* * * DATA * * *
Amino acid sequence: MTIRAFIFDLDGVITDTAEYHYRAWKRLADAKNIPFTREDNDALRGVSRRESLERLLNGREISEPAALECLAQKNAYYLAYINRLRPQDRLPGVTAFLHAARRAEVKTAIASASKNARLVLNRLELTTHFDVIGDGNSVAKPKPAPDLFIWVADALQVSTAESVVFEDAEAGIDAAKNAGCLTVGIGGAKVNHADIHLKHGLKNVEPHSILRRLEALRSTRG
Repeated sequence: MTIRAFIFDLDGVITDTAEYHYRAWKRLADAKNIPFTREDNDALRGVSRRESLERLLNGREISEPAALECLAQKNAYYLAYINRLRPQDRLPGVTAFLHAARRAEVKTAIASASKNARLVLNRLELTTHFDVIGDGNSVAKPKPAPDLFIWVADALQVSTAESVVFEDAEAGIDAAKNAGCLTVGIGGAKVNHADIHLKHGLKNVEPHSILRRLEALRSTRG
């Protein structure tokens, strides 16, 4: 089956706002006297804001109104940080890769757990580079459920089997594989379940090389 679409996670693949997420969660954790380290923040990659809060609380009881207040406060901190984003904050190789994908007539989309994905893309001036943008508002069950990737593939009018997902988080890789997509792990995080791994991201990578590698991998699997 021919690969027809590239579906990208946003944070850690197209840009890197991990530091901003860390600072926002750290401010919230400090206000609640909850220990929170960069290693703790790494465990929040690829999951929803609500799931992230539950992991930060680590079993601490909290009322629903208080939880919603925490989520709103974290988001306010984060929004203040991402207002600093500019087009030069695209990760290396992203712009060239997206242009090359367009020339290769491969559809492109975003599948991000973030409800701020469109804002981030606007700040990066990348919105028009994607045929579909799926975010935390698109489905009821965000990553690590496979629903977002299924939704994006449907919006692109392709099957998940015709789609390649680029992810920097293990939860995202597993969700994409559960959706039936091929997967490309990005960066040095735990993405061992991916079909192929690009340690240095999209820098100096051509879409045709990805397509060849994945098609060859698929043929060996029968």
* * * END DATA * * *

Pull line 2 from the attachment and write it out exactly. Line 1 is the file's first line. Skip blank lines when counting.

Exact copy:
Repeated sequence: MTIRAFIFDLDGVITDTAEYHYRAWKRLADAKNIPFTREDNDALRGVSRRESLERLLNGREISEPAALECLAQKNAYYLAYINRLRPQDRLPGVTAFLHAARRAEVKTAIASASKNARLVLNRLELTTHFDVIGDGNSVAKPKPAPDLFIWVADALQVSTAESVVFEDAEAGIDAAKNAGCLTVGIGGAKVNHADIHLKHGLKNVEPHSILRRLEALRSTRG